Simone Biles

U.S. gymnastics wraps up most successful World Championships ever

1 Comment

The U.S. gymnastics team dominated the World Championships like never before, winning 12 medals (three gold), including five on the final day of competition Sunday.

Simone Biles, 16, was the standout again, winning the floor exercise final. She finished her first international meet with four medals. She also won bronze on balance beam Sunday to give her two golds, one silver and one bronze for the meet.

Kyla Ross, the youngest member of the Olympic team, won her third silver medal in four days in Antwerp, Belgium, this time on beam behind Russian Aliya Mustafina.

On the men’s side, Steven Legendre (silver, vault) and John Orozco (bronze parallel bars) also won medals.

The U.S. won the overall medal count at a worlds or Olympics for the first time since 2005. Its previous medal high was nine at the 2005 World Championships, where all of the medals were won by the women.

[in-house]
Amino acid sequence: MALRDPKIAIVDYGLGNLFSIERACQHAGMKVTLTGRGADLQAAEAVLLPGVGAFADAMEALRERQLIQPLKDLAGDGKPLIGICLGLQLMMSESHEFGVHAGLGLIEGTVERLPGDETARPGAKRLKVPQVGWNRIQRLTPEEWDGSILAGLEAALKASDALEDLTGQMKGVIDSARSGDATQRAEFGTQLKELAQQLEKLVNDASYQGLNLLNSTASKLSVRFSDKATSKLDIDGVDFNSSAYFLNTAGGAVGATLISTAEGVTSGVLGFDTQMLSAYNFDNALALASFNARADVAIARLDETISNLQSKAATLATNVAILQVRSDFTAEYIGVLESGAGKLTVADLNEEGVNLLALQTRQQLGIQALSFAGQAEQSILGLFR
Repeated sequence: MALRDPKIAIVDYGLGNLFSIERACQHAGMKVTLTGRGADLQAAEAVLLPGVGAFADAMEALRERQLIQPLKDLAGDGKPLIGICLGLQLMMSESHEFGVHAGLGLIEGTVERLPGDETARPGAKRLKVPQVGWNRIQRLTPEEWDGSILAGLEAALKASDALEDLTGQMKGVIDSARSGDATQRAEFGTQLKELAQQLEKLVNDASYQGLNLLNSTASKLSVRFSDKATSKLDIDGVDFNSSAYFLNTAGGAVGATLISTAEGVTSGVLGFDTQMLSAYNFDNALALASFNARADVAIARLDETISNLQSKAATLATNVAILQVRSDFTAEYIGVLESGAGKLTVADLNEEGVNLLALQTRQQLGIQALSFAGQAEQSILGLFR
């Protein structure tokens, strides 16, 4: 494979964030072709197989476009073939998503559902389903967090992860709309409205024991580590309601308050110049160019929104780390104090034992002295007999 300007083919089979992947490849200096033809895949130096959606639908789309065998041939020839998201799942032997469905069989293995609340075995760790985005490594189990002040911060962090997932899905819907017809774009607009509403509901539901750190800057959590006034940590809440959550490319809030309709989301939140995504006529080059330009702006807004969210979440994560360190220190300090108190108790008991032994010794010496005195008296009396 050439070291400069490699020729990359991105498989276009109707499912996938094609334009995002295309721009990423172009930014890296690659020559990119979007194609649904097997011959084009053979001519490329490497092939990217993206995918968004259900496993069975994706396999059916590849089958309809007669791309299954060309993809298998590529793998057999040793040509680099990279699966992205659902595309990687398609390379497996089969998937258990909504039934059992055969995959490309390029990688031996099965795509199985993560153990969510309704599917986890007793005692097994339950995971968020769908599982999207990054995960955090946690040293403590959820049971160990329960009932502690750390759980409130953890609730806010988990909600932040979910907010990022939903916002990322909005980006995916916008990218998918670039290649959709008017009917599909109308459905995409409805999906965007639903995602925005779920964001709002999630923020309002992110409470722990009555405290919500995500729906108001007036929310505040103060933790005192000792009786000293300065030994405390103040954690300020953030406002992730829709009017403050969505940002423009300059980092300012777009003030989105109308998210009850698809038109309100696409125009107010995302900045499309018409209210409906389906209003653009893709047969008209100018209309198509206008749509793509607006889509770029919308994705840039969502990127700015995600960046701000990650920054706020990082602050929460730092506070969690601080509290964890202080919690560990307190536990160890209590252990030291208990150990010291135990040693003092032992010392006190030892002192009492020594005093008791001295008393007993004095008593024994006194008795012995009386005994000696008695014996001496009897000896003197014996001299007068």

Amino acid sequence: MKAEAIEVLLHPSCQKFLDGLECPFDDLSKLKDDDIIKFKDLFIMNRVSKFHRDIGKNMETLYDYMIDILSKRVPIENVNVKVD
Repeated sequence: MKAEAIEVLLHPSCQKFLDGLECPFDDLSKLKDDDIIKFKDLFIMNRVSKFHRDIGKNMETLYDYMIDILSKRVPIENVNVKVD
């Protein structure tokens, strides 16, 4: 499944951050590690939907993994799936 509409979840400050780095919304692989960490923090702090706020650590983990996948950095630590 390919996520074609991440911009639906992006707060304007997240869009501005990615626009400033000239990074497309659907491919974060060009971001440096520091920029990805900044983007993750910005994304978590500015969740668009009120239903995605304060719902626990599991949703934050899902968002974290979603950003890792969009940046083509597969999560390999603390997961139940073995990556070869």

China led the medal count at every worlds and Olympics (artistic gymnastics only) from 2006 to 2012.

The Chinese will look to regain the top spot at the 2014 World Championships in Nanning, China, which will include a team competition, unlike this past week’s event.

Here are full results, recaps and videos from Sunday’s event finals:

Women’s Floor Exercise

Gold: Simone Biles (USA) 15
Silver: Vanessa Ferrari (ITA) 14.633
Bronze: Larisa Iordache (ROU) 14.6
4. Mai Murakami (JPN) 14.466
5. Giulia Steingruber (SUI) 14.333
5. Kyla Ross (USA) 14.333
7. Sandra Izbasa (ROU) 13.733
8. Elsabeth Black (CAN) 13.566

Biles wrapped up one of the most successful World Championships by a single athlete ever. She won medals on every event except one, uneven bars, where she finished fourth.

The only other U.S. female gymnasts to win four medals at a single World Championships were Rebecca Bross in 2010 and Nastia Liukin in 2005.

Women’s Balance Beam

Gold: Aliya Mustafina (RUS) 14.9
Silver: Kyla Ross (USA) 14.833
Bronze: Simone Biles (USA) 14.333
4. Vanessa Ferrari (ITA) 14.3
5. Carlotta Ferlito (ITA) 14.283
6. Chunsong Shang (CHN) 14.133
7. Larisa Ioradache (ROU) 13.933
8. Anna Rodionova (RUS) 13.1

Mustafina won the only event she didn’t win a medal in at the 2010 World Championships. She picked up her third medal of worlds, adding to her bronze in the all-around and the uneven bars.

All of the medalists submitted scoring inquiries, disputing their original scores. Ross’ and Biles’ were upheld, moving Ross from 14.733 to 14.833 and Biles from 14.133 to 14.333. That lifted Biles into bronze-medal position.

Ross won her third silver medal of the meet (all-around, uneven bars). Biles added the bronze to her all-around gold and vault silver.